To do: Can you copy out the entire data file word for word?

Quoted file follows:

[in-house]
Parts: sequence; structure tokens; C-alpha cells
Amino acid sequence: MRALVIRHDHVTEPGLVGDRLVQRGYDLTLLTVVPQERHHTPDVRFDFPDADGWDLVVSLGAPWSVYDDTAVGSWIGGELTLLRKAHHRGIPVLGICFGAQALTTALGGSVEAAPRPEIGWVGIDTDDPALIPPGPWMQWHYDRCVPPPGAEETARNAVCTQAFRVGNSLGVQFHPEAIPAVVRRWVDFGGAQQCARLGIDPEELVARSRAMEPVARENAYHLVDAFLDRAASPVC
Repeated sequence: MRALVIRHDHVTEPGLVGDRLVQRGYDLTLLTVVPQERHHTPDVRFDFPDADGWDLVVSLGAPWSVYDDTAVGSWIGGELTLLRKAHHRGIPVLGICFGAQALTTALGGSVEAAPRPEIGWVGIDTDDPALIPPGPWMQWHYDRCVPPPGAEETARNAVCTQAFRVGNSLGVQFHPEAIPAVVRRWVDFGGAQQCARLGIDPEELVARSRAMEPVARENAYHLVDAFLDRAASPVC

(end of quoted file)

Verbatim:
[in-house]
Parts: sequence; structure tokens; C-alpha cells
Amino acid sequence: MRALVIRHDHVTEPGLVGDRLVQRGYDLTLLTVVPQERHHTPDVRFDFPDADGWDLVVSLGAPWSVYDDTAVGSWIGGELTLLRKAHHRGIPVLGICFGAQALTTALGGSVEAAPRPEIGWVGIDTDDPALIPPGPWMQWHYDRCVPPPGAEETARNAVCTQAFRVGNSLGVQFHPEAIPAVVRRWVDFGGAQQCARLGIDPEELVARSRAMEPVARENAYHLVDAFLDRAASPVC
Repeated sequence: MRALVIRHDHVTEPGLVGDRLVQRGYDLTLLTVVPQERHHTPDVRFDFPDADGWDLVVSLGAPWSVYDDTAVGSWIGGELTLLRKAHHRGIPVLGICFGAQALTTALGGSVEAAPRPEIGWVGIDTDDPALIPPGPWMQWHYDRCVPPPGAEETARNAVCTQAFRVGNSLGVQFHPEAIPAVVRRWVDFGGAQQCARLGIDPEELVARSRAMEPVARENAYHLVDAFLDRAASPVC